Meet Our Readers: Ken Polcak, Noise Abatement Design & Analysis Team Leader
- Created: Wednesday, 26 October 2011
What other factors go into the acoustical design of noise barriers?
Factors that must be considered include current and future levels, which will dictate required effectiveness (noise reduction), site topography, actual land uses and types of receptors. What kinds of impact assessment do you do? How does that work?
Impact assessment considers two factors: actual level, relative to the FHWA impact thresholds, and increase in noise level over existing levels resulting from a proposed project.
What are you able to do with the data you collect on transportation noise analysis?
Acoustic data collection serves two purposes; one as baseline information for impact assessment, and responding to citizen inquiries or complaints, and two as a method to validate the computer models.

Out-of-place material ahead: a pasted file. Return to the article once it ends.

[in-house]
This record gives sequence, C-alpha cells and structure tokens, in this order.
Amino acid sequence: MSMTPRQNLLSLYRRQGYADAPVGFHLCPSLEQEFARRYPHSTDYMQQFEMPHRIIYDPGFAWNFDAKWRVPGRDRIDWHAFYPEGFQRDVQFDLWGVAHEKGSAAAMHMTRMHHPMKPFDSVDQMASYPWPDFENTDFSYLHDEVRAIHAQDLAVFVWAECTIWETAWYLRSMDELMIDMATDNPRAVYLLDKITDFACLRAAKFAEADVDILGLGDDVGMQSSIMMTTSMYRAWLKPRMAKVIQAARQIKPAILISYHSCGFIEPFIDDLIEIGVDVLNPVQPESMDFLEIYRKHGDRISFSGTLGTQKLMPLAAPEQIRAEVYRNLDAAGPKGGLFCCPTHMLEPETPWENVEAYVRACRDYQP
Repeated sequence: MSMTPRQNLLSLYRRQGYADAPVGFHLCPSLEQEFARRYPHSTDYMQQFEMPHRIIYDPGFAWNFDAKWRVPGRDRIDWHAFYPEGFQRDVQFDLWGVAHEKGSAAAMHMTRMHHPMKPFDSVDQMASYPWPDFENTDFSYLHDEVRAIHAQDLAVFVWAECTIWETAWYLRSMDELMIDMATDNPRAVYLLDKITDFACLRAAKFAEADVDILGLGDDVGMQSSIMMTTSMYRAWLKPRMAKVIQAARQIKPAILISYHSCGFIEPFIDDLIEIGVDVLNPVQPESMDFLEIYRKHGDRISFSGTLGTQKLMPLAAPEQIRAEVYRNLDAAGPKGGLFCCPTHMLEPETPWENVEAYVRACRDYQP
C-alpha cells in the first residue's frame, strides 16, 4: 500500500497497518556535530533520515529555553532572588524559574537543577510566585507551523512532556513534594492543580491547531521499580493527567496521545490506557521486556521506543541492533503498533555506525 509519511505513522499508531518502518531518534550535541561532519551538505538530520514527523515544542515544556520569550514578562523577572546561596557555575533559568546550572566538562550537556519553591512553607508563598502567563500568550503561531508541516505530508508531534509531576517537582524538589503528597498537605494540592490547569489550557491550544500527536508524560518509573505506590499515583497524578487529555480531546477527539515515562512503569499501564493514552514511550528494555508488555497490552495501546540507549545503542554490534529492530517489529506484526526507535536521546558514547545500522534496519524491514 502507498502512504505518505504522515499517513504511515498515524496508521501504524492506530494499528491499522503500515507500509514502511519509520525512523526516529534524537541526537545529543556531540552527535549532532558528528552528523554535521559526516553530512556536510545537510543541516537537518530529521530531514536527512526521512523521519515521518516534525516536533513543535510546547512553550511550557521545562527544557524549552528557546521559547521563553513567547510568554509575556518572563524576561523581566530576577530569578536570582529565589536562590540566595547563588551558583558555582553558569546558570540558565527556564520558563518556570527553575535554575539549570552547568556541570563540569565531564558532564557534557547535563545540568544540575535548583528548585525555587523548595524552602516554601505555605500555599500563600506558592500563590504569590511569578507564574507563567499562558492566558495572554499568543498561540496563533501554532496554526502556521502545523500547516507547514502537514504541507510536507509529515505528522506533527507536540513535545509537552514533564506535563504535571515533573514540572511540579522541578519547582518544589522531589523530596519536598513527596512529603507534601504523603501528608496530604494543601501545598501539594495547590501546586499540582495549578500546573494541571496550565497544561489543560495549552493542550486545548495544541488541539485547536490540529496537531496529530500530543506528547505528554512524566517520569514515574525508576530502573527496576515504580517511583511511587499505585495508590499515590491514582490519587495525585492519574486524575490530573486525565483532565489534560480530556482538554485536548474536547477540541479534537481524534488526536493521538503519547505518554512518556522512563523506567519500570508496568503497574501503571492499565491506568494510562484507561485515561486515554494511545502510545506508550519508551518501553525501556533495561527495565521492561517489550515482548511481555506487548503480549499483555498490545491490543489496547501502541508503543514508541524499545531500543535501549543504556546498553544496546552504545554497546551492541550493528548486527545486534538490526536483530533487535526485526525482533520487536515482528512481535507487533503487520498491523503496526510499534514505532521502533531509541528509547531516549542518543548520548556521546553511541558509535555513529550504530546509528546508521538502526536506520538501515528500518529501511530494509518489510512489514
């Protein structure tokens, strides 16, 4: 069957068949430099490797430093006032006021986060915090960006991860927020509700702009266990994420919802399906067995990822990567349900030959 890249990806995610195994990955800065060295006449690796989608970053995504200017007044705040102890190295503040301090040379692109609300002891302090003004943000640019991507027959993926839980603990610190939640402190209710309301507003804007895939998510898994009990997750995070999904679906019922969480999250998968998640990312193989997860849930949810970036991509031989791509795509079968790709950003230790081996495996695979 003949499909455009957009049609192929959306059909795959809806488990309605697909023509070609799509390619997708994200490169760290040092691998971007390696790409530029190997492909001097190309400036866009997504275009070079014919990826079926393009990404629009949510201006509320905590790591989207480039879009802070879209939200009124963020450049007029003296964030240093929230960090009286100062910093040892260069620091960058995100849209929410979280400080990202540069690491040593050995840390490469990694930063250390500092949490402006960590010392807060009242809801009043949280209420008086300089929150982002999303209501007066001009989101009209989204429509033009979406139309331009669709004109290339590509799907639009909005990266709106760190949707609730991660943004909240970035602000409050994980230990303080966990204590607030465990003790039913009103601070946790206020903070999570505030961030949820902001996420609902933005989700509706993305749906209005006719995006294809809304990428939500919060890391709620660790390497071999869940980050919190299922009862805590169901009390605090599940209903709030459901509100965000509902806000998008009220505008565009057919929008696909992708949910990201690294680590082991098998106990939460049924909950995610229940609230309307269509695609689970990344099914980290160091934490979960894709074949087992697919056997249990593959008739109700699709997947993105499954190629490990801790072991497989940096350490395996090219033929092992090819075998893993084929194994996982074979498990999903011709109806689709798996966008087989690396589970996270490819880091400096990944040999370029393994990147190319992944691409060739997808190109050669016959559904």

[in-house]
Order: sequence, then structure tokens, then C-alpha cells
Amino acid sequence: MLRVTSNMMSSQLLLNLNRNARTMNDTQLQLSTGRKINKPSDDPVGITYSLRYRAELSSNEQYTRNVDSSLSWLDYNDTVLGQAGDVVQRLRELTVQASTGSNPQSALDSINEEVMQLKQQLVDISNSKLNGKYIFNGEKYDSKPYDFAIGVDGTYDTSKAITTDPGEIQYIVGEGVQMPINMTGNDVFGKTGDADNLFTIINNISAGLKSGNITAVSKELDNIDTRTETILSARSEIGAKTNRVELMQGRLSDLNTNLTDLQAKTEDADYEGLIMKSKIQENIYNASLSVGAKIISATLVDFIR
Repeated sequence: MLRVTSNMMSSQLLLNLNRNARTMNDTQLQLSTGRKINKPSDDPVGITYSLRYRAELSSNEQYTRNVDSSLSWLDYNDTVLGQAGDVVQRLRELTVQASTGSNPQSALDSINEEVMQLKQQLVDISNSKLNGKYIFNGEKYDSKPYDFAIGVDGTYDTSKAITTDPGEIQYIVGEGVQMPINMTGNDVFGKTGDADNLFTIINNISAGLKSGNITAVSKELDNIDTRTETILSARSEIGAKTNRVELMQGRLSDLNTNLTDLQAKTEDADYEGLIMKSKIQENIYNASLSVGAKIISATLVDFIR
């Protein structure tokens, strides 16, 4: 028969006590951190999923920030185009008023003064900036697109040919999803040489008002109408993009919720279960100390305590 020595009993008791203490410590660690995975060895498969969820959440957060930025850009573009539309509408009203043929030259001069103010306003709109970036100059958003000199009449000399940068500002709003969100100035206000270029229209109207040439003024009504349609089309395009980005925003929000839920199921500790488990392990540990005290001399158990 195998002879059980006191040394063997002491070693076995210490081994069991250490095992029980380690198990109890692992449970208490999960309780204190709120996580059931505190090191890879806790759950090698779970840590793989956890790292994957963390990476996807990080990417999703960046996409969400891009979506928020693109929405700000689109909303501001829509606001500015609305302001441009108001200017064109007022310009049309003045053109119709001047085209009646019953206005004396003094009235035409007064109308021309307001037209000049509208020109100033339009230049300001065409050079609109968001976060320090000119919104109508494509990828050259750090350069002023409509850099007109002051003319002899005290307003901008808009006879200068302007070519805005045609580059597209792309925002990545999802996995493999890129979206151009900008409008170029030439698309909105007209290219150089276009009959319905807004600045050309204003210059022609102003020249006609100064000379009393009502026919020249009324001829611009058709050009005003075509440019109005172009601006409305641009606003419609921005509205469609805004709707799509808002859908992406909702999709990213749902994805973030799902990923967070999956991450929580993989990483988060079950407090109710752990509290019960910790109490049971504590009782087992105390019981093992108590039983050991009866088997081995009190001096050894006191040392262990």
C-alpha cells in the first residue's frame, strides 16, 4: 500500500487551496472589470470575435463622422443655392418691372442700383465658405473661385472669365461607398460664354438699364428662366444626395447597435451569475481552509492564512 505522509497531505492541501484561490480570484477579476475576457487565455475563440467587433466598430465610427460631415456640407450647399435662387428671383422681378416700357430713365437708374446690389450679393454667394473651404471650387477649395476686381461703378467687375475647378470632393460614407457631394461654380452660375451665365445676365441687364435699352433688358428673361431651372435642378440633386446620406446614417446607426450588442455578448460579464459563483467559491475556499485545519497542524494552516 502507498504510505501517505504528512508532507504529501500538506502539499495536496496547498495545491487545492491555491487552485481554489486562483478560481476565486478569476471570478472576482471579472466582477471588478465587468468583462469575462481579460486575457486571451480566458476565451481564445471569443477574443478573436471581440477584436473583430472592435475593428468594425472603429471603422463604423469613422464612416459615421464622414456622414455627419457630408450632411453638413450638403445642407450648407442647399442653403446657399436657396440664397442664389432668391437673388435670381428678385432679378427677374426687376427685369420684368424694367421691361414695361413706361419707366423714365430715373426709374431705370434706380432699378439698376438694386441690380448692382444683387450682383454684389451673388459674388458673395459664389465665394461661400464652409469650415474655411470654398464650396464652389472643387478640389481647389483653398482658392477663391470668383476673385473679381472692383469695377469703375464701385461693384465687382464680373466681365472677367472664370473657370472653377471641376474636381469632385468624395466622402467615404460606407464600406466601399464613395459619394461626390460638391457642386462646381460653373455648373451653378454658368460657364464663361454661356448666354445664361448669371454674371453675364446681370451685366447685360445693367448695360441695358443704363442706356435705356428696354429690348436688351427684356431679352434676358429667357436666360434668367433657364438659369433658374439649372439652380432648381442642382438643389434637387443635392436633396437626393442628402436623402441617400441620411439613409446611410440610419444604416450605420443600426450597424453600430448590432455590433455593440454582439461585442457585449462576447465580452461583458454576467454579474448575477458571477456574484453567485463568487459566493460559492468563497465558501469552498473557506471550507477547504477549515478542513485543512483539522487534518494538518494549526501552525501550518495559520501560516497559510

What technologies and tools do you most frequently use?
For measurement, sound level meters are used to obtain existing noise levels. How do you ensure that you have accurate data input and accurate computer models?
If we have a candidate area that we’re looking to assess, either just for noise impact or an actual noise barrier design study, the first aspect is to go out and physically measure the noise level at various locations, and at the same time, document environmental conditions that exist simultaneously with your measurement. You have to do classified counts of the traffic that’s going by as you do your measurements, documenting its speed, and hopefully you have reasonably neutral environmental conditions — Any other challenges?
Obtaining accurate and complete data inputs for the computer models. —